A visitor to this website writes: “I had a friend who was dying with cancer, who was paralyzed and hooked up to tubes. She had never been baptized but she wanted to be. Given her immobility, a Church of Christ minister baptized her by pouring water over her head. She died shortly afterward. I feel responsible for the baptism and agonize in fear that it wasn’t acceptable to God because it was not immersion.”
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I am persuaded that immersion is the biblical form of baptism, that it best represents the meaning of the Greek word baptizo and that it most vividly portrays the gospel proclamation of death, burial and resurrection (Rom. 6:3-5; Col. 2:12). It is also true, however, that God does not demand the impossible, that his mercy covers breaches in technicalities and that he regards the true intent of the heart as an accomplished deed (2 Cor. 8:12; 2 Chron. 30:17-20; Heb. 11:17).
The penitent bandit who was crucified alongside the Lord exemplifies the extent of Christ’s ability to save (Luke 23:39-43). Nailed hand and foot to a wooden stake, that man could not have complied if Jesus had commanded only that he fold his hands in worship or bend his knees in prayer. Yet, seeing the man’s heart of repentance and faith, Jesus assured him of his own divine companionship in the world to come. The Gospel reports that story for a reason — and it is not intended as a trick question concerning dispensationalism!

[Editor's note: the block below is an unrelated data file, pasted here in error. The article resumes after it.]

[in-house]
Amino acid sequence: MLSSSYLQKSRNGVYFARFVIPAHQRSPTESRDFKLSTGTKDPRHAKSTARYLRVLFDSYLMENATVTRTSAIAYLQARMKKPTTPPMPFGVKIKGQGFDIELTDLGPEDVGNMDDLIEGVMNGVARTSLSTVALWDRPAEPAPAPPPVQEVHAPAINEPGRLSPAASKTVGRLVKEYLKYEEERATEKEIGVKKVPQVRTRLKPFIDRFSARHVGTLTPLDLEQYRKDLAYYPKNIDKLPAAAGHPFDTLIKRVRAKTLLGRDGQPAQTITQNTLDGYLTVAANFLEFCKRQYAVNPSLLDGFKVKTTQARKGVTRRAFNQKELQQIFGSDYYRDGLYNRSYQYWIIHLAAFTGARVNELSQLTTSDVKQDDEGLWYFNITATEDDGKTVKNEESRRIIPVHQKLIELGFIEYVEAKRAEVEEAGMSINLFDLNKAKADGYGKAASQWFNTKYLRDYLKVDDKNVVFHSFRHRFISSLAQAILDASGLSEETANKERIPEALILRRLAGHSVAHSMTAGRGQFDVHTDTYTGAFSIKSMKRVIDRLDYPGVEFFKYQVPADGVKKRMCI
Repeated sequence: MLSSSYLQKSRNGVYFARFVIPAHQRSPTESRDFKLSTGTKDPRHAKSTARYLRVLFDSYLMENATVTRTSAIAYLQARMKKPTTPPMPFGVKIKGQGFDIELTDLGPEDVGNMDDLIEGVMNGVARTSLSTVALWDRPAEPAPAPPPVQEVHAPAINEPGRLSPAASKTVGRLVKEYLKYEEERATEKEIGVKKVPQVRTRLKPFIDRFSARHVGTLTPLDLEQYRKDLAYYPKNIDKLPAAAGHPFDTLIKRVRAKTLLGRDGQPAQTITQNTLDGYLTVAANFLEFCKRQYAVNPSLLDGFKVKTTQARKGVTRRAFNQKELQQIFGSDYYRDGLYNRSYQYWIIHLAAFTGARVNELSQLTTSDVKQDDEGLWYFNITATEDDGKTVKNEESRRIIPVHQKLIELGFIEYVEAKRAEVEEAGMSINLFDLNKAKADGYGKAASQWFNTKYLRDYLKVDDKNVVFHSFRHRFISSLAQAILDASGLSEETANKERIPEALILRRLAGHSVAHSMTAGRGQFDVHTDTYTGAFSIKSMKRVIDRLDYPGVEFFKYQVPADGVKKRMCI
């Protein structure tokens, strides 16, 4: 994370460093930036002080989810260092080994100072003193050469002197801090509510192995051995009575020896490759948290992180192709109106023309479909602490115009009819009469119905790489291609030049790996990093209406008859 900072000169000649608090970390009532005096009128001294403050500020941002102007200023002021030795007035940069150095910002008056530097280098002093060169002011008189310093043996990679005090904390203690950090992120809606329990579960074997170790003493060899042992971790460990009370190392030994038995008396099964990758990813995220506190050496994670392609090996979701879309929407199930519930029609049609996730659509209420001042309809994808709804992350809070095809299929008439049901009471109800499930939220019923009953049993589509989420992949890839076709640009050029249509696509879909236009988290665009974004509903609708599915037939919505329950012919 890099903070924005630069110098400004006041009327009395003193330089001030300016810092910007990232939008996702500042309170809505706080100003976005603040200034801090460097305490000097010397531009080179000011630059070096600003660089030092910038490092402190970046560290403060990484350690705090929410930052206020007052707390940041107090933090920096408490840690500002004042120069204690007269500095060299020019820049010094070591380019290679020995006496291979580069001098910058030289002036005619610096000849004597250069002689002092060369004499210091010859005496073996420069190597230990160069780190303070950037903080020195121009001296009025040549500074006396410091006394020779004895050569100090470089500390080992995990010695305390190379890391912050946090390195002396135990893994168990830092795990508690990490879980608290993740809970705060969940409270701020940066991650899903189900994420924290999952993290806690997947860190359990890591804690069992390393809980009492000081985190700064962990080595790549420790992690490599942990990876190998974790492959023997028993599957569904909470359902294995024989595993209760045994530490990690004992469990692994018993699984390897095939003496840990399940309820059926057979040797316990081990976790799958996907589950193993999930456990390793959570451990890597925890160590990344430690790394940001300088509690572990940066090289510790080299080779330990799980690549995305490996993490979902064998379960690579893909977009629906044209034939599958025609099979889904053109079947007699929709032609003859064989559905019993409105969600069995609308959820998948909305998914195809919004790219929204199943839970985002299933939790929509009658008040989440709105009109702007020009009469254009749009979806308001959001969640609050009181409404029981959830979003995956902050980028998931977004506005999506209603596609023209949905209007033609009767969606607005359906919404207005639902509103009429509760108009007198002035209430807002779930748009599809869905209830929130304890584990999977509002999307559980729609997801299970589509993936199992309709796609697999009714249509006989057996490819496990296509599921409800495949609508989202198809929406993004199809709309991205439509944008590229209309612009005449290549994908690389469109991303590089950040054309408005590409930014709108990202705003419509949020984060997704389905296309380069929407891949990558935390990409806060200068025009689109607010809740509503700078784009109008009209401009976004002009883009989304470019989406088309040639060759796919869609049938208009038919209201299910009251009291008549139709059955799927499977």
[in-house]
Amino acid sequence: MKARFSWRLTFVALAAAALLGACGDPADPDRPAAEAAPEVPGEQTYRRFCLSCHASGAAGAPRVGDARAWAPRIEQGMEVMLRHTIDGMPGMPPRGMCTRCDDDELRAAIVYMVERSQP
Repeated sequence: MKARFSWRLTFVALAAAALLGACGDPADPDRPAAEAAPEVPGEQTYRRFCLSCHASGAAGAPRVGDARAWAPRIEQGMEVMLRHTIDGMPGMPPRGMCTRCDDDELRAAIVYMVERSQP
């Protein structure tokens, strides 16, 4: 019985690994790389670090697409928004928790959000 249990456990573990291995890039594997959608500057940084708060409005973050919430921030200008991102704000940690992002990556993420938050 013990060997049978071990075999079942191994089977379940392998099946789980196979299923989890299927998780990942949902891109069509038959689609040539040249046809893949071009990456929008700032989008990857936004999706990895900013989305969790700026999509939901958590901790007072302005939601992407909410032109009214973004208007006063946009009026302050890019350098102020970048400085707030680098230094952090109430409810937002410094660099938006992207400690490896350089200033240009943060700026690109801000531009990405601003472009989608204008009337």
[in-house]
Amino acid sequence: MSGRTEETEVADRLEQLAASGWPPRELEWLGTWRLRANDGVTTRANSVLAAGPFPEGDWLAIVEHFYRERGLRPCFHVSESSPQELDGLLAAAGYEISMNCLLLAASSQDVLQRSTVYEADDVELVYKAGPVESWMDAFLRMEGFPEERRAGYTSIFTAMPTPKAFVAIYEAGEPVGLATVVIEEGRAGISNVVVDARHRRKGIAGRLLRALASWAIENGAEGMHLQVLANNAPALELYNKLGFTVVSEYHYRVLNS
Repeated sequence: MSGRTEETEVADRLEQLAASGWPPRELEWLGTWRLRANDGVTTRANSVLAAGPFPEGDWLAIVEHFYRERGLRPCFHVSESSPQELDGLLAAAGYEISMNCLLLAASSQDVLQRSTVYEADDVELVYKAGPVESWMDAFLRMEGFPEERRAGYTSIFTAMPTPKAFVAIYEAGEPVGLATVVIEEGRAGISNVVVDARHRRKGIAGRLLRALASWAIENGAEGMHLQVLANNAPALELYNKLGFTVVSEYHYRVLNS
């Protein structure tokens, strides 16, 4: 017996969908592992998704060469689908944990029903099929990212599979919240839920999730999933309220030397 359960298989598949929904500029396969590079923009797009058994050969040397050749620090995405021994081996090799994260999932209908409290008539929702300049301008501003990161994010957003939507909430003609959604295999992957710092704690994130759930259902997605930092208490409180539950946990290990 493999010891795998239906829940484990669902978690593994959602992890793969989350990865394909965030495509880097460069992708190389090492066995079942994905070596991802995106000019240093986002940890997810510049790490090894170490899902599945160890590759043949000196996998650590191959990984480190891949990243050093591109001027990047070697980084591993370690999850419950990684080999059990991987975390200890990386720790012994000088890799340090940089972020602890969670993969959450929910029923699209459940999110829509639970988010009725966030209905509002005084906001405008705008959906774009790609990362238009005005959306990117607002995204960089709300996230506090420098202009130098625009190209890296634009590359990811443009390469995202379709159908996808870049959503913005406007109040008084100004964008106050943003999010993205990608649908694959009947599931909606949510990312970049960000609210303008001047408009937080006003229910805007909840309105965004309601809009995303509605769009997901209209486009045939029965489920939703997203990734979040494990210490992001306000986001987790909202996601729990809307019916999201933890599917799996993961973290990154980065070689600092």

If your friend truly repented of sin and trusted Jesus as Savior, an emergency baptism which was formally defective could not prevent her salvation. (Millions of Christians would not regard pouring as defective at all; I am in the minority here.) If she believed in her heart and confessed that faith with her mouth, she is truly and eternally saved (Rom. 10:9-10). We are saved by grace — not by baptism — and through faith — not through baptism (Eph. 2:8-9). Baptism is important, but Jesus is greater than baptism.